Confusion, Depression, Memory Loss
Intentional and Unintentional Lacing
Well-Defended, Defiance, Normalization
“Survey Says…..”
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Substance Use and Abuse (Tobacco).
– Have smoked cigarettes in last thirty
days: 27.5% HS
– Smoked 2+ on smoking days: 10.4 HS
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Marijuana
– 30DP 22.4% HS
“Survey Says…..”
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Substance Use and Abuse (ALCOHOL)
– 30.2% of High School students report at
least once riding in a car driven by
someone who had been drinking alcohol.
– Alcohol Use 74.9% lifetime prevalence,
44.9% 30DP, 28.3% Binge Drinking.
Other Common Abused
Substances
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Rohypnol
DXM
Ketamine
Prescribed Substances
Diet Pills
Cocaine/Crack
Signs of Potential
Substance Abuse
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Preoccupation With Use or Substances
Loss of Interest in Activities
Isolation From Family (secretive)
Rapid Decline in Academic Performance
Inability to Account for Money Spent
Paraphernalia Found
Changes in Social Circles
Visual and Behavioral Cues
Multiple Negative Consequences
• 8.2% Marijuana
• 1.0% Hallucinogens
• 4.0% Prescription
type drugs
• 0.6% Cocaine
(includes crack)
• 1.2% Inhalants
• The rate of use is higher for males than
females.
• The rate of illicit drug use was
approximately 8 times higher among
cigarette smokers.
• Heavy drinking can also be tied in with
drug use. 67% of those who are heavy
drinkers also use drugs.
How, from whom and where?
• 56.7% got the drug
for free or shared.
• Almost 40% bought it
• Most users
bought/got their drug
from friends.
• 9% bought inside a
school building
• 4.8% bought on
school property
Who is less likely to use?
• 78.8% reported they “liked or kind of liked
going to school.”
- Of these, only 9.3% had used an illicit drug in
the past month
• Statistics also show that the more positive
activities that a youth is involved in such as
religious activities, band, sports, dance
lessons, etc, the less likely that they will use
illicit drugs.
Alcohol Use
• Current alcohol use
increased with age
from a low of 2.0% at
the age of 12 to
36.2% at the age of
17.
• 61.3% of the heavy
alcohol users also
smoked cigarettes in
the past month.
High Risk Sexual
Behaviors
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Much misinformation given to
adolescent form peers.
Media portrayals complicate/support
this misinformation.
Sexual Activity as Group Initiation
Sexual Activity as Health Risks
Adult targeting younger child problems
Youth Risk Behavior Survey 2002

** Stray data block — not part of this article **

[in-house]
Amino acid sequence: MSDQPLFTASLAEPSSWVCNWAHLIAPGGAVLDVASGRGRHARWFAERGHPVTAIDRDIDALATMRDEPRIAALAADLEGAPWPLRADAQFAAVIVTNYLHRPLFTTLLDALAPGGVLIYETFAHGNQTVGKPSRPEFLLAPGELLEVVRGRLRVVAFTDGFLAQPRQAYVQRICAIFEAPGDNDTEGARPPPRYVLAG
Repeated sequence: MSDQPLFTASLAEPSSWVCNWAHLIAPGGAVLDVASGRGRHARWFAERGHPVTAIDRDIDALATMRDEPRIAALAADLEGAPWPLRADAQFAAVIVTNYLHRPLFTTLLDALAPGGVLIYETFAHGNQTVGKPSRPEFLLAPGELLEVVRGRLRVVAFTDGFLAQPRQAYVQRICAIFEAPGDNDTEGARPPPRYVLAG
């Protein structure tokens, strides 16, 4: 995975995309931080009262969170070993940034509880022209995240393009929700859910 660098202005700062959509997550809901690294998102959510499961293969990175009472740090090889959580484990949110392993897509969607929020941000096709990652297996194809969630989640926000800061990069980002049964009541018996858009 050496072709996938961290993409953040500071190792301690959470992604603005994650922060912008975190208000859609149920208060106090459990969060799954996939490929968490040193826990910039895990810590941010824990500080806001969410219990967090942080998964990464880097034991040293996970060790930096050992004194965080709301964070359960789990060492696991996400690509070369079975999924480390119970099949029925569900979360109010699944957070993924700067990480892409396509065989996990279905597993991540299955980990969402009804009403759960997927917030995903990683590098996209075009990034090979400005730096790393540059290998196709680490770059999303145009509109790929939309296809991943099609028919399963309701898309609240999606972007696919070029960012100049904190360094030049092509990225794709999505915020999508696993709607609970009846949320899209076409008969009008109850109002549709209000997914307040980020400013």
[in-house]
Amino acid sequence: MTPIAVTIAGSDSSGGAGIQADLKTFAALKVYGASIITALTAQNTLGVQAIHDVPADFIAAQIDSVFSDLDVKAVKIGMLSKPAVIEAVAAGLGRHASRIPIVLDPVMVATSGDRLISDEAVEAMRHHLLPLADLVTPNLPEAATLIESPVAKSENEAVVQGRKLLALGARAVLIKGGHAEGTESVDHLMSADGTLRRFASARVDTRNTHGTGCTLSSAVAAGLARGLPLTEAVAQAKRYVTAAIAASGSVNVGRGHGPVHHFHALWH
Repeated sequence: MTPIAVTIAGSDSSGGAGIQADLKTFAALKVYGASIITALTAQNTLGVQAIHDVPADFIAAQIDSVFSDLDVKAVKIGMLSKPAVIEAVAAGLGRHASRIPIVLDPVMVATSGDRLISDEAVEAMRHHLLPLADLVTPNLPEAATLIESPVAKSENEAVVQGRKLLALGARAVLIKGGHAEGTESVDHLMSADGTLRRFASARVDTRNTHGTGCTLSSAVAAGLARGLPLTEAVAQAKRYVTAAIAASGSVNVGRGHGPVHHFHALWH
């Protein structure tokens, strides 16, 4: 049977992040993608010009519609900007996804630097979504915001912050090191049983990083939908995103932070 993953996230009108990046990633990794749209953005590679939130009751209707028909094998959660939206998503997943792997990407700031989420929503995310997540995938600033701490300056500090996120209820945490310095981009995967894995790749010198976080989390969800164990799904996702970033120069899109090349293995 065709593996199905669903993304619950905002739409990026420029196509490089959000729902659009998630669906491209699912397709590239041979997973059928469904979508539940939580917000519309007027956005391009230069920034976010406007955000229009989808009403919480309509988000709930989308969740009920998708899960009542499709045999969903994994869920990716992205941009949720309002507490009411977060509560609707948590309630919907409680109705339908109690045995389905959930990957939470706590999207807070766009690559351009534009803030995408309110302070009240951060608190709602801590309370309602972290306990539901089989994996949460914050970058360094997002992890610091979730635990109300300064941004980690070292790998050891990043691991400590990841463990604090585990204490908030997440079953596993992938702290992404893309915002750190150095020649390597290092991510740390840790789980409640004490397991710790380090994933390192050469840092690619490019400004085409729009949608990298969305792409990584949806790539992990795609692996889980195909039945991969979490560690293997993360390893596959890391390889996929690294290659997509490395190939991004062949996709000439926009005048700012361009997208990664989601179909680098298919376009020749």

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SEXUAL BEHAVIOR (HS ONLY)
– Students in grades 9 and 10 are significantly
less likely to have sexual intercourse than their
11th and 12th grade peers.
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32.8%, 44.1%, 53.2%, 61.6%
– Adolescent males report that they have had
intercourse more often than adolescent
females 48% to 45.3%
– When isolated as a variable, ethnicity appears
to be a factor in the incidence of sexual
intercourse. (AA 67.3%, W 41.8%, L 51.4%)
More Data
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11.2% respondents report 4+ lifetime
sexual partners (17.9% of HS Seniors)
In another national survey 11%
reported 7+ lifetime sexual partners.
In teens 12-16 yrs old 7% report
being forced to do something sexual
with an adult, 17% by another
teenager.
Potential Interventions
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Middle School Years seem to be key in
development of attitudes and behaviors
surrounding sexual behavior.
Social Norming Activities
Educational information to dispel myths
or misinformation that is prevalent.
Relationship building Life Skill
Development.
Cultural norms
What’s hot?
Generation Y have:
• Always had an answering machine
• Never seen a TV set with only 13 channels, nor
seen a black and white television
• Always had cable
• Always had VCR’s and have no idea what BETA
is
• Always had remotes
• Always known Jay Leno as the host of “The
Tonight Show”
• No idea what hard contact lenses are
• Never known a time when AIDS didn’t exist
• Always popped popcorn in the microwave
• No clue how to use a typewriter
1992 USA Weekend survey
Of the 236,000 young people
surveyed:
• 25-40% of teens see nothing
wrong with cheating on exams,
stealing from employers or
keeping money that isn’t theirs.
The Issues
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Undisciplined Behavior & Runaways
Substance Abuse
Supervision of Activities
Increasing Violent Crime
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In Society
Between Youth
Domestic Violence
Gang Activities
Other Risk Taking Behaviors
– Sexual Activity
– Internet Use/Chat Rooms
General Strategies
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Networking
– Isolation & “Rule of Threes”,
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Stay Involved {Active & Aware Involvement}
– Know Peers
– Know Places
– Check-In Regularly
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Stay Current with Trends and Culture
Open Communication
Supervision
Discipline Strategies
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“It is the job of the parent to set limits” “It is
the job of the adolescent to resist the limits”
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Boundaries
Curfew
Supervised Activities (Internet, IM, e-mail)
The Two “Cs” Consistency & Consequences
Treat all instances of potential harm seriously.
Instill Accountability
Maintain Limits
Specific Problem Areas
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Situation A:
– Parents leave town for the weekend/week
and leave 17 year old “in charge” of the
premises.
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Situation B:
– Parents are aware of peer pressure being
exerted upon adolescent to drink alcohol.
Parents decide safest option is to allow party
to occur in their home where teens will not
be forced to drive, in some cases, parents
provide the alcohol.
Specific Problem Areas
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Situation C:
– Parents take teenage child and friend to movie
theater or mall. Children are dropped off in
proximity of the venue but then meet others and
engage in different activities. Are returned to
original destination for pick-up.
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Situation D:
– In an attempt to resolve conflict, parents allow
teenage child to live independently away from
home. Alternative housing location becomes
party spot for large groups of teens.